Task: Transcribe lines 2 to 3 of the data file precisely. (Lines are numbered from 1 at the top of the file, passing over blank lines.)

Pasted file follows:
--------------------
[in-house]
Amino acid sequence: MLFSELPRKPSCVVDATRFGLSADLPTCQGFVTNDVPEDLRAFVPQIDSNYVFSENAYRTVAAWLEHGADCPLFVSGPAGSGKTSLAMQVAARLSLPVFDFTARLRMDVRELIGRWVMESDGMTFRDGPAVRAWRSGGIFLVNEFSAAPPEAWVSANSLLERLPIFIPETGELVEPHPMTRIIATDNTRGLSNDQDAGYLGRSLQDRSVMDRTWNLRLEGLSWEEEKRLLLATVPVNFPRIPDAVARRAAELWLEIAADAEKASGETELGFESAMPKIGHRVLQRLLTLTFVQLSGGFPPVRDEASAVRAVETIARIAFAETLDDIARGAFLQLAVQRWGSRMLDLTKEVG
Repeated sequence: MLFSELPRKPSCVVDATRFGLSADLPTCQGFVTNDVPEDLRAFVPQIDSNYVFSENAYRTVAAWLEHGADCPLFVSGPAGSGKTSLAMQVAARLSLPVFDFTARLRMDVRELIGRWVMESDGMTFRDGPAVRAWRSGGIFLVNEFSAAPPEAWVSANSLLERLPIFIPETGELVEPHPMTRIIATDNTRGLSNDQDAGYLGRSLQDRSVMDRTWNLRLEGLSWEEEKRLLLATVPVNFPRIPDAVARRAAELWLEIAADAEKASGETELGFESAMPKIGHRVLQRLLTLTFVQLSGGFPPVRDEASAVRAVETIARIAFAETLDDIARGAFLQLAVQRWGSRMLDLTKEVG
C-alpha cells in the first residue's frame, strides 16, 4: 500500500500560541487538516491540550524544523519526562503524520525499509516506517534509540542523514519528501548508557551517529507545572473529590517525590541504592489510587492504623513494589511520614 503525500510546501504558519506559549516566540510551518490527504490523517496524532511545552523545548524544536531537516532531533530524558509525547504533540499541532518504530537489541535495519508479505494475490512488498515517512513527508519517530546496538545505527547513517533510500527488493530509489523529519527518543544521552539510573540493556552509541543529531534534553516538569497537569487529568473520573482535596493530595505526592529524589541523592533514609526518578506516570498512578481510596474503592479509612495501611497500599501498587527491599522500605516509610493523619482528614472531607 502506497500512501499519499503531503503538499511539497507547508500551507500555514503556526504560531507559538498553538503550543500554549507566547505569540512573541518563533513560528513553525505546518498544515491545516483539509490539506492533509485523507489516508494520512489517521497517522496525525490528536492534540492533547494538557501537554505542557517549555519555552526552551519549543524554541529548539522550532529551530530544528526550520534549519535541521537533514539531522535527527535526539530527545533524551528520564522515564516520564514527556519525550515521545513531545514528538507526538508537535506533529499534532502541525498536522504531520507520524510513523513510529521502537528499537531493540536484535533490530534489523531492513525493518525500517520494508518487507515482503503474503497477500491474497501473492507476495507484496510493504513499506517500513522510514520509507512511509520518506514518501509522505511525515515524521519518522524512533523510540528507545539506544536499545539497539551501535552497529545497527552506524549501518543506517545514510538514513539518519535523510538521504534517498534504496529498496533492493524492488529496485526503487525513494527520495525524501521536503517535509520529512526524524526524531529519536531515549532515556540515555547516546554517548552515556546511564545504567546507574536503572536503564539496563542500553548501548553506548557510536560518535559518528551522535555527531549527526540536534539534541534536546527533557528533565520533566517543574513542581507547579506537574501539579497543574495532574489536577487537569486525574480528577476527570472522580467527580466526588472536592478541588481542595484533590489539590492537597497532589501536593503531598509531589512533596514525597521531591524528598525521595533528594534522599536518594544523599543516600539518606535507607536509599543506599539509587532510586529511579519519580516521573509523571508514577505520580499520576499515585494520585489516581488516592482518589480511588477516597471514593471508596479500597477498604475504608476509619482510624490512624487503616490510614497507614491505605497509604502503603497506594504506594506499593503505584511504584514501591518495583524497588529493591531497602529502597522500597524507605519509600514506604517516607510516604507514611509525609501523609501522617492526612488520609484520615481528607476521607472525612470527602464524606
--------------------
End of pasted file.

Amino acid sequence: MLFSELPRKPSCVVDATRFGLSADLPTCQGFVTNDVPEDLRAFVPQIDSNYVFSENAYRTVAAWLEHGADCPLFVSGPAGSGKTSLAMQVAARLSLPVFDFTARLRMDVRELIGRWVMESDGMTFRDGPAVRAWRSGGIFLVNEFSAAPPEAWVSANSLLERLPIFIPETGELVEPHPMTRIIATDNTRGLSNDQDAGYLGRSLQDRSVMDRTWNLRLEGLSWEEEKRLLLATVPVNFPRIPDAVARRAAELWLEIAADAEKASGETELGFESAMPKIGHRVLQRLLTLTFVQLSGGFPPVRDEASAVRAVETIARIAFAETLDDIARGAFLQLAVQRWGSRMLDLTKEVG
Repeated sequence: MLFSELPRKPSCVVDATRFGLSADLPTCQGFVTNDVPEDLRAFVPQIDSNYVFSENAYRTVAAWLEHGADCPLFVSGPAGSGKTSLAMQVAARLSLPVFDFTARLRMDVRELIGRWVMESDGMTFRDGPAVRAWRSGGIFLVNEFSAAPPEAWVSANSLLERLPIFIPETGELVEPHPMTRIIATDNTRGLSNDQDAGYLGRSLQDRSVMDRTWNLRLEGLSWEEEKRLLLATVPVNFPRIPDAVARRAAELWLEIAADAEKASGETELGFESAMPKIGHRVLQRLLTLTFVQLSGGFPPVRDEASAVRAVETIARIAFAETLDDIARGAFLQLAVQRWGSRMLDLTKEVG